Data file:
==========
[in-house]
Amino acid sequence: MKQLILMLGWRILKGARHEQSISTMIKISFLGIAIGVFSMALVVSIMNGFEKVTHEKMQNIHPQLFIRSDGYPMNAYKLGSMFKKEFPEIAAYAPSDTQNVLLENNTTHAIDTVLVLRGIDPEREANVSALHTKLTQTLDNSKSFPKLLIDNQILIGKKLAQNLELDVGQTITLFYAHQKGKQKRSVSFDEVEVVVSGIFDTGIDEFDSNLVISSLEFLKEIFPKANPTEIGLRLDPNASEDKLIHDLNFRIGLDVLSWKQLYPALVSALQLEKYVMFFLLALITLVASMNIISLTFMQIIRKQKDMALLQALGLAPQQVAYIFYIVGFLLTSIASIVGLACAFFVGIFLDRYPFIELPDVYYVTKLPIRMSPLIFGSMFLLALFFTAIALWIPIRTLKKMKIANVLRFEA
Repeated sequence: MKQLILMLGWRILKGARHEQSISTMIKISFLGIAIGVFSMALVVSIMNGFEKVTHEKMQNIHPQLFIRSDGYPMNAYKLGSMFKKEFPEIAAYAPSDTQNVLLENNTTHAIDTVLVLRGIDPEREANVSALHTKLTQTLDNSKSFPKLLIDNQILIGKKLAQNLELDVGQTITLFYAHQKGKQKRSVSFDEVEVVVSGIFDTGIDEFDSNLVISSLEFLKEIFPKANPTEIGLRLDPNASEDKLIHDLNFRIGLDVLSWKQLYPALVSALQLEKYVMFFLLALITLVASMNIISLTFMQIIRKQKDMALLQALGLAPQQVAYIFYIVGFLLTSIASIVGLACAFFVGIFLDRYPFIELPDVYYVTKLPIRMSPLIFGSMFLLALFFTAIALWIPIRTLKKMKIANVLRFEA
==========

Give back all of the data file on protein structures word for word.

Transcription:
[in-house]
Amino acid sequence: MKQLILMLGWRILKGARHEQSISTMIKISFLGIAIGVFSMALVVSIMNGFEKVTHEKMQNIHPQLFIRSDGYPMNAYKLGSMFKKEFPEIAAYAPSDTQNVLLENNTTHAIDTVLVLRGIDPEREANVSALHTKLTQTLDNSKSFPKLLIDNQILIGKKLAQNLELDVGQTITLFYAHQKGKQKRSVSFDEVEVVVSGIFDTGIDEFDSNLVISSLEFLKEIFPKANPTEIGLRLDPNASEDKLIHDLNFRIGLDVLSWKQLYPALVSALQLEKYVMFFLLALITLVASMNIISLTFMQIIRKQKDMALLQALGLAPQQVAYIFYIVGFLLTSIASIVGLACAFFVGIFLDRYPFIELPDVYYVTKLPIRMSPLIFGSMFLLALFFTAIALWIPIRTLKKMKIANVLRFEA
Repeated sequence: MKQLILMLGWRILKGARHEQSISTMIKISFLGIAIGVFSMALVVSIMNGFEKVTHEKMQNIHPQLFIRSDGYPMNAYKLGSMFKKEFPEIAAYAPSDTQNVLLENNTTHAIDTVLVLRGIDPEREANVSALHTKLTQTLDNSKSFPKLLIDNQILIGKKLAQNLELDVGQTITLFYAHQKGKQKRSVSFDEVEVVVSGIFDTGIDEFDSNLVISSLEFLKEIFPKANPTEIGLRLDPNASEDKLIHDLNFRIGLDVLSWKQLYPALVSALQLEKYVMFFLLALITLVASMNIISLTFMQIIRKQKDMALLQALGLAPQQVAYIFYIVGFLLTSIASIVGLACAFFVGIFLDRYPFIELPDVYYVTKLPIRMSPLIFGSMFLLALFFTAIALWIPIRTLKKMKIANVLRFEA